Bill Illis: “You will have a completely different perspective on this issue.”

    Ok, so… Before I watched it my perspective was that people can make videos. After it, my perspective is still that people can make videos. My thesis that videos are anthropogenic in origin has not been altered.

  39. Jack O'Fall says:

    It is clear that this process has been driven by the heat you claim is ‘hidden’. The bottom of the sea floor is in the 700M range, were we can’t measure the massive increase in heat content that has occurred over the last 12 years. This is the fingerprint of that hidden heat, starting to literally boil our oceans with gassified methane, released from it’s permanent storage in the pristine arctic seabed. As the temperatures at that depth continue to rise in an unprecedented manner, we will see more and more discoveries of how this is catastrophically tipping the delicate climate balance, and pushing us into a runaway greenhouse.

    /sarc

  40. Jquip says:

    Bill Illis: A quick follow up on Airs Methane.

    From what I see in their docs, the range represented in the video falls around 0.2 total while the std err appears to be 0.35 or so. Not terribly clear on that one, nor do I care to be given that the CH4 product has the following to say of itself:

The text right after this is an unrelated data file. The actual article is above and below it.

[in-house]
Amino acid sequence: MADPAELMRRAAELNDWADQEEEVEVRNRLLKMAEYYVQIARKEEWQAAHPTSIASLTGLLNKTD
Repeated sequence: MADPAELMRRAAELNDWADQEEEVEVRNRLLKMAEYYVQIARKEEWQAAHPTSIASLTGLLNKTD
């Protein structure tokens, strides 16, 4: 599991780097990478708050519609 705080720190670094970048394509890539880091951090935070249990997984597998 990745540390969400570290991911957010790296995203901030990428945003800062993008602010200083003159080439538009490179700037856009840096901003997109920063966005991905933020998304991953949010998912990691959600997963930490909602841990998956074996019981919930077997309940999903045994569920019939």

“Given all of issues described in the caveats, we caution researchers to consider the V5 CH4 product to be a provisional release. It is an exploratory product and we had to modify the climatology and RTA shortly before delivery to take into account the recently re-released NOAA ESRL measurements in the 400-500 mb region (with a +20 ppbv correction). The lack of sufficient QA or regularization of the retrieval makes the methane values in the tropics, deserts, and Antarctica suspicious. The CH4_dof test does not improve this in the tropical region. “

    This also satisfies my thesis that Climatology continues to produce a stream of Piltdown Men in their quest to find Hopeful Monsters. Hopefully you can advise further on what perception you want me to take on.

    http://daac.gsfc.nasa.gov/AIRS/documentation/v5_docs/AIRS_V5_Release_User_Docs/V5_L2_Standard_Product_QuickStart.pdf

  41. Jimbo says:

    I agree with crosspatch, what is the temperature on the seafloor off the coast of Northern Siberia? Aside from temperature what else could release methane from the shelf?

    “An ancient forest has thawed from under a melting glacier in Alaska and is now exposed to the world for the first time in more than 1,000 years.”